Oldest County in Every State
According to U.S. Census Bureau projections, retirement-age adults will outnumber Americans under age 18 by 2035 for the first time in history. The aging of the U.S. population is driven by a falling birth rate and long-term improvements in life expectancy. While these demographic shifts are novel on a national scale, in many parts of the country, they are nothing new.
The median age in the United States is 38 years and is projected to hit 43 years as early as 2060. Age demographics vary considerably by region, and in every state, there are counties where the median age already exceeds Census Bureau’s 2060 projection. 24/7 Tempo reviewed median age by county using data from the U.S. Census Bureau’s 2017 American Community Survey to identify the oldest county in every state.
As the population ages, the United States will face new economic and public policy challenges. These challenges include increased health care, social security, and pension expenditures, with fewer workers to foot the bill. Not all states will be able to deal with those challenges well. As social and environmental factors vary by region, so too does the quality of life of elderly Americans — these are the worst states to grow old in.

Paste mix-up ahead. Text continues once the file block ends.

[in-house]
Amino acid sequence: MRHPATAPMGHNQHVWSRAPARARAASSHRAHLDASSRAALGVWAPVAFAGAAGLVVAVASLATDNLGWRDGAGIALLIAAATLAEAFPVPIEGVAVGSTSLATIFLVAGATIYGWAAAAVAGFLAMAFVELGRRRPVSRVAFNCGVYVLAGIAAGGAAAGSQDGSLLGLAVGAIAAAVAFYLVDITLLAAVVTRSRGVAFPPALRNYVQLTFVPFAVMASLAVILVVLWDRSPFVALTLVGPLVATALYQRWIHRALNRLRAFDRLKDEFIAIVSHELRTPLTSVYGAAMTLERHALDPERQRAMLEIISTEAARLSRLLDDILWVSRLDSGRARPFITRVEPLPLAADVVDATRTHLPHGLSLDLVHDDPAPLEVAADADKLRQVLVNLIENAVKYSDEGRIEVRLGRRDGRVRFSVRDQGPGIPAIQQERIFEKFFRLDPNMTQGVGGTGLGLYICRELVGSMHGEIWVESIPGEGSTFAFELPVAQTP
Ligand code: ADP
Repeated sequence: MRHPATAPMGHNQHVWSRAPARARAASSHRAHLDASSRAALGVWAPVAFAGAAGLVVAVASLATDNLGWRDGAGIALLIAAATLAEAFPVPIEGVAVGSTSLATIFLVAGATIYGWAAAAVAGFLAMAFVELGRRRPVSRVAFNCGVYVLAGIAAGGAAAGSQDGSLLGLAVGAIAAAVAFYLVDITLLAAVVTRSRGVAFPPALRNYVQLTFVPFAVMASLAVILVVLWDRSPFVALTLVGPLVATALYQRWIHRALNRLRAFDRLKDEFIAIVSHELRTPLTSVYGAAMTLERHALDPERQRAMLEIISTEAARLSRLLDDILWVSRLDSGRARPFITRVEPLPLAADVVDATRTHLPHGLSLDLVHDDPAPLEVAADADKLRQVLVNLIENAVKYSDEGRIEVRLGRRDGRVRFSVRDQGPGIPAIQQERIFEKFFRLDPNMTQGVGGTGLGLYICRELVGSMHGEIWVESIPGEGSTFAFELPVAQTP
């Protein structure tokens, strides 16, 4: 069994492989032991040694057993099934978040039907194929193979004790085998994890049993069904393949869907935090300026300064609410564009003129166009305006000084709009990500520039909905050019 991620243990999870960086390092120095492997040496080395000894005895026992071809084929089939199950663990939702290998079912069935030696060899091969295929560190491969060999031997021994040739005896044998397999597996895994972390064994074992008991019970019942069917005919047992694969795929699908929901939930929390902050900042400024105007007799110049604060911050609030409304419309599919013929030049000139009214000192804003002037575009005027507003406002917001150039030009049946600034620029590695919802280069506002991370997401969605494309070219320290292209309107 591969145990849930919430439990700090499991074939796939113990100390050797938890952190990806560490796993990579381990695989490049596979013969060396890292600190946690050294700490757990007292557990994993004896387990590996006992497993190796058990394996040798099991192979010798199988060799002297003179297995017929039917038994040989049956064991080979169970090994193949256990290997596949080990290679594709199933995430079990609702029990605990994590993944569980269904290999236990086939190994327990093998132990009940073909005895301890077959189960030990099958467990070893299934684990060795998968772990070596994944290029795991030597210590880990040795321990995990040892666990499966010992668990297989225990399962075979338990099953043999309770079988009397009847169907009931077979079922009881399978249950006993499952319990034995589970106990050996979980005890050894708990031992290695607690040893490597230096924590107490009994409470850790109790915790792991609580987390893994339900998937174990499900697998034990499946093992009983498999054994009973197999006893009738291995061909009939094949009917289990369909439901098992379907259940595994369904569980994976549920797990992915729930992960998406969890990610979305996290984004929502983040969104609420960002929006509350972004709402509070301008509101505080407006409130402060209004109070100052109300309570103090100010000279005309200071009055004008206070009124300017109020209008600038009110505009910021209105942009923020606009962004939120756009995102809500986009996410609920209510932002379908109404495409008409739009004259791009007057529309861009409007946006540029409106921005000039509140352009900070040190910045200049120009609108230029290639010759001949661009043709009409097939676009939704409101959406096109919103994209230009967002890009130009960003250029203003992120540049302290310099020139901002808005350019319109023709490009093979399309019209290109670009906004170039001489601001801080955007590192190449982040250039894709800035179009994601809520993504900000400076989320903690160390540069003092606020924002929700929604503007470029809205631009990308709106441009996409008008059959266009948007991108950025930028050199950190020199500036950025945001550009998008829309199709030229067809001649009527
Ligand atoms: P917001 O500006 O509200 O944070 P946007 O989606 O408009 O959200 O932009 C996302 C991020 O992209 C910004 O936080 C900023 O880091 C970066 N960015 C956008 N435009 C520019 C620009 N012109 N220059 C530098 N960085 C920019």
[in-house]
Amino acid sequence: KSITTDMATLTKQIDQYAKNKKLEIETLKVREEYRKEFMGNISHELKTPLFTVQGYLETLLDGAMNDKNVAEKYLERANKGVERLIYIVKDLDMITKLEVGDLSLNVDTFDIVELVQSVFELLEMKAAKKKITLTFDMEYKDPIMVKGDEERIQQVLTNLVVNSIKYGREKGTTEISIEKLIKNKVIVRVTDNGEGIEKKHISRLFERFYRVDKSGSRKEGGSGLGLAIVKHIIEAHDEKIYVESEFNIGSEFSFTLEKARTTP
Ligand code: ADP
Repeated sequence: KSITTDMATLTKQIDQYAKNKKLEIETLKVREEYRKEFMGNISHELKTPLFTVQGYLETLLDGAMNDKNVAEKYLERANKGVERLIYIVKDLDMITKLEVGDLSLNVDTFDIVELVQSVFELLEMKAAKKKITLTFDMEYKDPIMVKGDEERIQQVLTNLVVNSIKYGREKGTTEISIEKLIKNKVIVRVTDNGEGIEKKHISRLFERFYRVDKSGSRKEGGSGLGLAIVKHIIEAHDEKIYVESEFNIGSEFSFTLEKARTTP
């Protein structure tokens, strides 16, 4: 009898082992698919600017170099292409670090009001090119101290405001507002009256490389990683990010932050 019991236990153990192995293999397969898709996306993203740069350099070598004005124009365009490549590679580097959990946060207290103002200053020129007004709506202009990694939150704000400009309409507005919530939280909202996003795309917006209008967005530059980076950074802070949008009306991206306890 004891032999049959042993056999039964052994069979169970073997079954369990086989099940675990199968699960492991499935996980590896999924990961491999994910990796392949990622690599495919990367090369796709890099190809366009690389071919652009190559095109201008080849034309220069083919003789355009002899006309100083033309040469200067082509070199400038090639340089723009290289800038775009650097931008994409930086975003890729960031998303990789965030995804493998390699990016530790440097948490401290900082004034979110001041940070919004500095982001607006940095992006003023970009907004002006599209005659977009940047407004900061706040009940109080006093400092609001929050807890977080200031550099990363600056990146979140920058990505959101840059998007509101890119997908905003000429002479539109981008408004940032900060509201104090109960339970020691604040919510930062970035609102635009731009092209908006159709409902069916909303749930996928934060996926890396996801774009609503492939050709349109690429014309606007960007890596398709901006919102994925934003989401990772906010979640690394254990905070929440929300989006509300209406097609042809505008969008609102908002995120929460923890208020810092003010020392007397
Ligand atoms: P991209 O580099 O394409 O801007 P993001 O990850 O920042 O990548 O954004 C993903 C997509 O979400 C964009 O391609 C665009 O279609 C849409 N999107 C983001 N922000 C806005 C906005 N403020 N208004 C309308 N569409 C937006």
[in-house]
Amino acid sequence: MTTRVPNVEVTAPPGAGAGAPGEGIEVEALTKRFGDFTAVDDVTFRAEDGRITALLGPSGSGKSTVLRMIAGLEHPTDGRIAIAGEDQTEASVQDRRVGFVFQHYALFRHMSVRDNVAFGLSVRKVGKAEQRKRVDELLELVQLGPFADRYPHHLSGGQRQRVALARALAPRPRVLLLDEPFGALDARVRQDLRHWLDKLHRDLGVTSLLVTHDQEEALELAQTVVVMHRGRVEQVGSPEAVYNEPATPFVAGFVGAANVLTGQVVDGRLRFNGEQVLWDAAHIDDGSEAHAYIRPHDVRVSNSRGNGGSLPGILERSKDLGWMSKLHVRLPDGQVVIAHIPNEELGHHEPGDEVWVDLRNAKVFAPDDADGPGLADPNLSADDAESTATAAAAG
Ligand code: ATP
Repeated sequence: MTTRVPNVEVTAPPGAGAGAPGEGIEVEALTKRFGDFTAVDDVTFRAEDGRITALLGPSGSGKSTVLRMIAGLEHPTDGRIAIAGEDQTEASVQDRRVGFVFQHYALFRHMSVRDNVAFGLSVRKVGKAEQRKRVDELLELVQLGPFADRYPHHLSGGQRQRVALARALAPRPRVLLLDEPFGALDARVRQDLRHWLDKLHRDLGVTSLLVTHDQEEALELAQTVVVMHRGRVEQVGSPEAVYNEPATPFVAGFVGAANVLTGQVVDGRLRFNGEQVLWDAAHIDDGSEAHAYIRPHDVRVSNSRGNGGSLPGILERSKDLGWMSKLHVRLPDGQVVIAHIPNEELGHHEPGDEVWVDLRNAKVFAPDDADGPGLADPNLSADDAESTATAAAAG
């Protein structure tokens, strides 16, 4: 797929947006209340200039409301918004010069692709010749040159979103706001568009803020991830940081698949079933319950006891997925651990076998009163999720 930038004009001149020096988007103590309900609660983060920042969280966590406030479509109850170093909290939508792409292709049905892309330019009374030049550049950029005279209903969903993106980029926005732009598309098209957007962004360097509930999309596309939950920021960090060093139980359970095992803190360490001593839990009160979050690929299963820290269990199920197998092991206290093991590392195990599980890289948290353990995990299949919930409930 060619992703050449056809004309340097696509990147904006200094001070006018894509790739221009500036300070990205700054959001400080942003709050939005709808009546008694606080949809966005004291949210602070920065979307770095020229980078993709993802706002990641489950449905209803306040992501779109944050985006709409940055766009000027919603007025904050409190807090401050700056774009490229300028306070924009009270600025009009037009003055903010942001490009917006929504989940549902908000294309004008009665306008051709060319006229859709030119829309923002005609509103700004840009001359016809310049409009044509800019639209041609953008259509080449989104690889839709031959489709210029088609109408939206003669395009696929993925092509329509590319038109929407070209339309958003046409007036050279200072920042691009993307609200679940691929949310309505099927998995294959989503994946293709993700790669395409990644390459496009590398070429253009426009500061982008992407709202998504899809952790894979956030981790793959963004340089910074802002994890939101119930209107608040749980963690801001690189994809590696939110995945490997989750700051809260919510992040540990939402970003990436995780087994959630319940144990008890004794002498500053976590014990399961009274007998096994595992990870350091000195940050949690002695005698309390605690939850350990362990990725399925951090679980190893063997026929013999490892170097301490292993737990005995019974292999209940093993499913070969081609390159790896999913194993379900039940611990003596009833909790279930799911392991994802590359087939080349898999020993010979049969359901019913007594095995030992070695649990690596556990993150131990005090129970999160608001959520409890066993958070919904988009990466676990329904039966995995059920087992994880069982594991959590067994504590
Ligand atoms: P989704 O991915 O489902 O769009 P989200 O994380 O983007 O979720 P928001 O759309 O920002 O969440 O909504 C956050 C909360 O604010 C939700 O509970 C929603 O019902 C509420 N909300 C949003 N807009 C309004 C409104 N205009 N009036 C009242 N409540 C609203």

There are currently about 24 retirement-age adults for every 100 working-age adults nationwide. In half of the counties on this list, the old age dependency ratio is at least double the national ratio. In Sumter County, Florida, the oldest county on this list, there are 141 residents age 65 or older for every 100 adults between the ages of 18 and 64.
These counties with a higher median age tend to have relatively small populations that are only getting smaller. Only four counties on this list have populations of over 100,000, and the vast majority of them are home to fewer people now than they were five years ago. Some regions are losing people at an unprecedented rate — these are the fastest shrinking counties in America.